Dave Macpherson – Cops the de facto mental health crisis go-to agency

By   /   November 6, 2017  /   2 Comments

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A young Greymouth man attempted suicide while in the midst of a possible cannabis-induced psychotic episode; but rather than a mental health crisis team arriving, Caleb – fighting for his life at that point – is attended by Police, who help resuscitate him and then find two cannabis plants in his back yard.

A mainstream news story last week highlighted the abject failure of this country’s mental health services to be available when they are desperately needed.

A young Greymouth man attempted suicide while in the midst of a possible cannabis-induced psychotic episode; but rather than a mental health crisis team arriving, Caleb – fighting for his life at that point – is attended by Police, who help resuscitate him and then find two cannabis plants in his back yard.

The cops do take Caleb to the acute psychiatric ward at Greymouth Hospital, but not before they charge him with three charges relating to the cannabis plants. He gets out after 5 days, but gets no ongoing support from the DHB’s mental health services for another nine months, despite a treatment plan calling for community mental health support for Caleb from the time he leaves Hospital.

He does however, end up with three convictions, three months’ community detention and nine months’ probation. While he’s off the cannabis, he’s yet – after 10 months – to hear what has happened with the court-ordered drug and alcohol counselling that he was supposed to attend after his sentencing.

In 2015 Vaughan Te Moananui, was shot and killed by Police in front of his family home in Thames. Vaughan was a community mental health patient of Waikato DHB at the time, and clearly going through a psychotic episode. The mental health crisis team took some hours to travel up to Thames from Hamilton, and the police had the responsibility of dealing with the immediate situation.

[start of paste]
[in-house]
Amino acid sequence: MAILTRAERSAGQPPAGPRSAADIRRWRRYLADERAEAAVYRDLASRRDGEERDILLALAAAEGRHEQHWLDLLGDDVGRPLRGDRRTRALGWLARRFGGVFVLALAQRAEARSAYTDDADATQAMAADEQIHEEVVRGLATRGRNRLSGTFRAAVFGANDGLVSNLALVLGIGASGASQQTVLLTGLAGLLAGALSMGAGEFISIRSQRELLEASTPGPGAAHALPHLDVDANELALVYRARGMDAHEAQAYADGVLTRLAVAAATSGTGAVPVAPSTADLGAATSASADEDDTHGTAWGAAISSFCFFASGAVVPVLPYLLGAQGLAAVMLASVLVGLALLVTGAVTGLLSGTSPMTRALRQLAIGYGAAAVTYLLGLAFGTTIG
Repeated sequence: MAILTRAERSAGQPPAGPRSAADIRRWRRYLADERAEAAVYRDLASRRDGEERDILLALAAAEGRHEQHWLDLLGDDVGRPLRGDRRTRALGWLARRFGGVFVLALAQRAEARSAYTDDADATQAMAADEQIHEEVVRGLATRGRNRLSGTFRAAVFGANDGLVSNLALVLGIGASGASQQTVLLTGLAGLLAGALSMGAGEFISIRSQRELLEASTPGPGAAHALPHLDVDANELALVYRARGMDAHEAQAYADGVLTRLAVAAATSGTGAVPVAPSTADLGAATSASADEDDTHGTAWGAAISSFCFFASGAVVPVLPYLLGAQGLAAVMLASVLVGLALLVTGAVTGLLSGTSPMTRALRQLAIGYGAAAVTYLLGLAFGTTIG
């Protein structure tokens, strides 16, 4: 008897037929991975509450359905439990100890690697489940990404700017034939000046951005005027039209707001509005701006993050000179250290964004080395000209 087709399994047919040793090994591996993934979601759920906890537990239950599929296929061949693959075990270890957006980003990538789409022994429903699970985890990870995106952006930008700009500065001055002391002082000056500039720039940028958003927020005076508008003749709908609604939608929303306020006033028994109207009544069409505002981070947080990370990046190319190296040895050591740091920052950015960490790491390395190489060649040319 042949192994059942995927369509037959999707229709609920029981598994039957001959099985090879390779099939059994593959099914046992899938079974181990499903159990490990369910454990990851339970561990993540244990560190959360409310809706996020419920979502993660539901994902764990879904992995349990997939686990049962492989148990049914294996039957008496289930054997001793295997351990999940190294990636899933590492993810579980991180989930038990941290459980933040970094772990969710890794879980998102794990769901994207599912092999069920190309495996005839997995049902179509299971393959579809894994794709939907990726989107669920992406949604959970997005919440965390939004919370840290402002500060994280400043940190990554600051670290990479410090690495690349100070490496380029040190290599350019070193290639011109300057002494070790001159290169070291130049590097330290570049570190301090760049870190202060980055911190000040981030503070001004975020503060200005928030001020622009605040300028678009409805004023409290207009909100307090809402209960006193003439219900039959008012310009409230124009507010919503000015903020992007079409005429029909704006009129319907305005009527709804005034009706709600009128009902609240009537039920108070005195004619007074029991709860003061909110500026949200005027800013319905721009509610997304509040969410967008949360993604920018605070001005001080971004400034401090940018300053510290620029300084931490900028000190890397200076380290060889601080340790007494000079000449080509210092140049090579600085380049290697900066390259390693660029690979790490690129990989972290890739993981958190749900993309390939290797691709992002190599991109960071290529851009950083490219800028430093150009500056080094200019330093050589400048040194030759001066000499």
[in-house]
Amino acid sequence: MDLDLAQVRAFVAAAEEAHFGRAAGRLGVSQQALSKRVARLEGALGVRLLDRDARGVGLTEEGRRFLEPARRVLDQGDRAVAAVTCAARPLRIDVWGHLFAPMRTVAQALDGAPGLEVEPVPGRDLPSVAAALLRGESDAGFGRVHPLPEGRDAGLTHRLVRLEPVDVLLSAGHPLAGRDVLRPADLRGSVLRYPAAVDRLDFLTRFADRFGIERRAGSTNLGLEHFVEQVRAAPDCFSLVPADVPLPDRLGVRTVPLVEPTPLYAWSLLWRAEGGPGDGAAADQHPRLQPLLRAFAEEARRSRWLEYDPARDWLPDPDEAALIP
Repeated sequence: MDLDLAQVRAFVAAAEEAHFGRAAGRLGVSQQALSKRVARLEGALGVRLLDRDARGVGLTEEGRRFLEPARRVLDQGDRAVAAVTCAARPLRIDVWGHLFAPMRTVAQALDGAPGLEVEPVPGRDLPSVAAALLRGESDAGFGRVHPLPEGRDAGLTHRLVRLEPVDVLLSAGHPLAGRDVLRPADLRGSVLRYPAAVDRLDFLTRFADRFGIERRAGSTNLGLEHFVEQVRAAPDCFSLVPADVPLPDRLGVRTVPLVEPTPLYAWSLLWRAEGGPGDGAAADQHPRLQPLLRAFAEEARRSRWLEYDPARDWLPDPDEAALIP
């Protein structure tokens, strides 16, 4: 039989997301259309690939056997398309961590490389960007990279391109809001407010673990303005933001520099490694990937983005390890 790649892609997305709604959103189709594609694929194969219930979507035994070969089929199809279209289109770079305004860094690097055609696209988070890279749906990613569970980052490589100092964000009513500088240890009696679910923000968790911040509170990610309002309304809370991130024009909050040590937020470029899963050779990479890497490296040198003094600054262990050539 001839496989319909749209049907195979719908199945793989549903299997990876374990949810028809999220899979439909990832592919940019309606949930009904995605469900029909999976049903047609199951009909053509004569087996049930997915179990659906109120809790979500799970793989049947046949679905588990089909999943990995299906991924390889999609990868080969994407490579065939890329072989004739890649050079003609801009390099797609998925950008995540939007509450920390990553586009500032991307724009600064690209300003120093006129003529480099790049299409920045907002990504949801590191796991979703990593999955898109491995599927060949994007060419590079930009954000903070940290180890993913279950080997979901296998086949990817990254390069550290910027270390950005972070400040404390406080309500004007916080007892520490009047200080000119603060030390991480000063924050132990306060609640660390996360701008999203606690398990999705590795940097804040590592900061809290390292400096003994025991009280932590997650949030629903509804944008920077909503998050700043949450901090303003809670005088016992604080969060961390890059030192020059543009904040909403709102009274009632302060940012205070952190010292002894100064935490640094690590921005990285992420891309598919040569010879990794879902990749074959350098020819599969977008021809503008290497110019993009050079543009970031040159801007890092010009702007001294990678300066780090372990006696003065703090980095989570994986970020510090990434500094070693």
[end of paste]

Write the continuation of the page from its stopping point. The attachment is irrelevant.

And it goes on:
A former Police ‘crisis negotiator’ said Police often look for a convenient charge to lay against someone in Caleb’s situation, so they can get them into the cells where they can be restrained and assessed once mental health services become available.

Police are called out to ‘mental health’ situations around 60,000 times a year – about once every 5 minutes somewhere around the country – but to date are not trained to recognise or deal with mental illness. Nearly 20,000 of these are ‘suicide callouts’.

Every cop who has discussed this issue in the last several years has pointed to the health authorities’ failure to provide mental health crisis services to any realistic extent.

Shortly after the terrible Bremner murder/suicide deaths in late 2015 in Otorohanga and Kawhia, I attended a ‘community health forum’ in Otorohanga. A community health worker described a recent case where she had been asked to help a potential suicide victim late on a Fridayafternoon. After calling the Hamilton-based mental health services number, she was advised to ‘keep an eye on the person in trouble over the weekend and call again on Monday if he wasn’t any better’!!!

Waikato region, with a population of around 400,000 and driving times of up to 3 hours from Hamilton, has two mental health crisis teams. Sadly, it won’t be different from other regions.